2001: Before I even knew there was a firmware update for my PowerBook G4, the Mac Web let me know that a lot of users were having problems with it. These updates were posted late Friday, March 23. By Saturday morning, sites like Accelerate Your Mac, Mac Observer, MacCentral, and MacFixIt were reporting big trouble for some users. Big trouble.
Some third-party RAM modules were no longer recognized after the firmware update – but some non-Apple memory worked just fine. Apple branded memory (at about 4x the price) appears to be unaffected by this problem.
The updates (v4.1.8 for Power Mac G4s, v4.1.8 for Cubes, v4.1.8 for PowerBooks with FireWire, v4.1.7 for slot-loading iMacs (no longer online), and v4.1.7 for iBooks) are supposed to improve FireWire Target Disk Mode, network booting, gigabyte ethernet (on models so equipped), and system stability. Note that this is not a required update.
In reading the TIL articles about these upgrades, there is no warning that they may disable memory that has been working flawlessly in your computer until now.
If the price of increased system stability and improved FireWire Target Disk Mode is the possible loss of some or all of the third-party memory in your computer, it’s a price not worth paying. In my case, all of my installed RAM is third-party, so I could end up with a completely nonfunctional computer.
I am not trying the update.
As MacFixIt notes, there appears to be no way to test memory in advance, no way to know whether you’ll get burned by this update or not. That’s a risk no Mac owner should have to take.
A Call to Action
Apple had better make this right – and fast. At the same time that they’ve released the most impressive new OS of the millennium, they already shot themselves in the foot by “missing the boat” on CD-RW support in OS X and not having a DVD player ready to ship with OS X. To shoot themselves in the other foot with a blunder like this firmware update makes the “missing” OS X features look minor.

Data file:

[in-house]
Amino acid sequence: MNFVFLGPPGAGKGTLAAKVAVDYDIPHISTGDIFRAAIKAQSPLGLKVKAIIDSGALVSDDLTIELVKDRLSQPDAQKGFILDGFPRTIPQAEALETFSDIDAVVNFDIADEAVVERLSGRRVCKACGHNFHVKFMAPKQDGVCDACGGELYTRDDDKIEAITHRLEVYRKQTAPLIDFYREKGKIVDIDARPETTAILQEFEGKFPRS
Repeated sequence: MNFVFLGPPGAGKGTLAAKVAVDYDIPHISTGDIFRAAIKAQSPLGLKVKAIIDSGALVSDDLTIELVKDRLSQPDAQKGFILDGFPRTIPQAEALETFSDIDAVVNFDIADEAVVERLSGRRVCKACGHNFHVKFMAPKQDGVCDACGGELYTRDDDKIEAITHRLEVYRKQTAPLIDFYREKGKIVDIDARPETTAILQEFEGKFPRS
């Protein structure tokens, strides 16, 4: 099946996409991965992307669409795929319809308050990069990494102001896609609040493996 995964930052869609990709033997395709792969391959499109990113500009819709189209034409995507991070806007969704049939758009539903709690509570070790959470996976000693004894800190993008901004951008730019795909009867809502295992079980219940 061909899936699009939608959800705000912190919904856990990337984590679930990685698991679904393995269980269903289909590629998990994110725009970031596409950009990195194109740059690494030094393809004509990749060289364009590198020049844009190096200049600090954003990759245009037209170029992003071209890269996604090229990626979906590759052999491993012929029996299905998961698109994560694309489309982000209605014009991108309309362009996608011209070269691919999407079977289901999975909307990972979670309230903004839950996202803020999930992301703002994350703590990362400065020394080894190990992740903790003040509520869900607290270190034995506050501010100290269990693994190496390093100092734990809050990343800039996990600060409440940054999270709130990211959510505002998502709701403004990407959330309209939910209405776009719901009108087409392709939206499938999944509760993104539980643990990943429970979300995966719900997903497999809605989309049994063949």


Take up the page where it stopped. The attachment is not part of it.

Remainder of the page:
Why in the world would Apple create an upgrade that cripples some computers?
This is not the first time that Apple has done something like this. In early September 1999, Apple released a firmware update for the Blue & White Power Mac G3 that made the computer incompatible with G4 upgrades. Not only did Apple remove that capability, but they never warned users that the update would do anything but improve system stability. (See Why the G4 Uproar?)
I believe they made similar “updates” to the iMac, removing support for the floppy controller and other parts of the early iMac. However, all of this pales in comparison to disabling seemingly perfect memory modules.
We must call Apple to act quickly. They need to pull this firmware update immediately and replace it with one that provides the other improvements but allows us to continue using our memory. Whatever the level of risk (whether it’s 0.9%, 9%, or 90% of users with third-party RAM), we should not be at risk of losing some or all of the memory in our Macs because of a firmware update.
My suggestion is that Apple also give all of the replacement firmware updates the same version number to avoid confusion. (If 4.1.8 fixes your iBook, why does my TiBook need 4.1.9?)
They also need to do something for the poor guinea pigs who installed the update over the weekend and completely lost the use of their computers. Some of them may be without their ‘Books and desktops for several days while their dealer or Apple’s central ‘Book repair facility fixes them.
Apple shot itself in the foot with this one. They need to deal with this emergency immediately or risk further alienating their user base.
- WARNING!!! Apple’s Firmware 4.1.8 Disables Some RAM!, Dave Hamilton, Mac Observer, 2001.03.24. Some non-Apple RAM will not work after firmware upgrade installed.
- Recent Firmware Updates: Proceed with Caution (no longer online), MacCentral, 2001.03.24. Some Macs using third party RAM are no longer able to recognize the installed RAM.
- New Apple Firmware Released: Memory Disappears; Firmware Less Tolerant of Some Third-party RAM Modules (no longer online), MacFixIt, 2001.03.24. “…no foolproof way for users to test RAM modules before applying the update.”
- Apple Hardware Test May Detect Problem RAM (no longer online), MacFixIt, 2001.03.26. Reader reports utility detected “defective” RAM in his G4.
- MacFixIt reported (2001.03.27) that slower 3-2-2 RAM seems to always work with the recent firmware updates, but faster 2-2-2 RAM is the problem.